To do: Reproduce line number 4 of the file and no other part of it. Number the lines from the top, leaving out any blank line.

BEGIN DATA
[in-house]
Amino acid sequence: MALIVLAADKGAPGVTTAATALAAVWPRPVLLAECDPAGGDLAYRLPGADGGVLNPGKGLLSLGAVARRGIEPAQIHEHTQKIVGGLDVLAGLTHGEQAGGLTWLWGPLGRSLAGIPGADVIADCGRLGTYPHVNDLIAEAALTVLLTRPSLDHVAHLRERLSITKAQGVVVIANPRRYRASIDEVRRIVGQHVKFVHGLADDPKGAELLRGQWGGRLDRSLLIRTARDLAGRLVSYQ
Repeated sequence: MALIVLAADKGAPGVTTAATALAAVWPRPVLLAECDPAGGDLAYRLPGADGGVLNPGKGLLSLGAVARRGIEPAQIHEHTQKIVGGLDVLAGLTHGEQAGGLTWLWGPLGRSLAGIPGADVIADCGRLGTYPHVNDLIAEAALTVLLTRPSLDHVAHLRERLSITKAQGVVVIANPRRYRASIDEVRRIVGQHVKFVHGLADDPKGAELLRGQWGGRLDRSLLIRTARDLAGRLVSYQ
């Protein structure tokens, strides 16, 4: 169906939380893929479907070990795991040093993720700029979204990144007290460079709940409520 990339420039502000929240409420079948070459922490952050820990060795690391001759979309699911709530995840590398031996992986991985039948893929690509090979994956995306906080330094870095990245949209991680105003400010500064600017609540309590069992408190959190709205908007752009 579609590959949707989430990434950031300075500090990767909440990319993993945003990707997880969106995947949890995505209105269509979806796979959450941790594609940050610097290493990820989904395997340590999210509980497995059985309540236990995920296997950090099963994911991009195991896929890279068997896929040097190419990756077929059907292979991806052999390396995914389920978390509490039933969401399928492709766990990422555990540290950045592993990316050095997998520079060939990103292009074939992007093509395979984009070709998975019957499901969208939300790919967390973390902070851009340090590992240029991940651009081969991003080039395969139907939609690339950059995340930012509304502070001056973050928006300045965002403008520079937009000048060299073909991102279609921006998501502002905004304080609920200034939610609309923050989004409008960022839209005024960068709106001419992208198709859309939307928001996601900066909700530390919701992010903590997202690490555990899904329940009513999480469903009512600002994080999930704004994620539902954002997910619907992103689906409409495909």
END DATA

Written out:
């Protein structure tokens, strides 16, 4: 169906939380893929479907070990795991040093993720700029979204990144007290460079709940409520 990339420039502000929240409420079948070459922490952050820990060795690391001759979309699911709530995840590398031996992986991985039948893929690509090979994956995306906080330094870095990245949209991680105003400010500064600017609540309590069992408190959190709205908007752009 579609590959949707989430990434950031300075500090990767909440990319993993945003990707997880969106995947949890995505209105269509979806796979959450941790594609940050610097290493990820989904395997340590999210509980497995059985309540236990995920296997950090099963994911991009195991896929890279068997896929040097190419990756077929059907292979991806052999390396995914389920978390509490039933969401399928492709766990990422555990540290950045592993990316050095997998520079060939990103292009074939992007093509395979984009070709998975019957499901969208939300790919967390973390902070851009340090590992240029991940651009081969991003080039395969139907939609690339950059995340930012509304502070001056973050928006300045965002403008520079937009000048060299073909991102279609921006998501502002905004304080609920200034939610609309923050989004409008960022839209005024960068709106001419992208198709859309939307928001996601900066909700530390919701992010903590997202690490555990899904329940009513999480469903009512600002994080999930704004994620539902954002997910619907992103689906409409495909």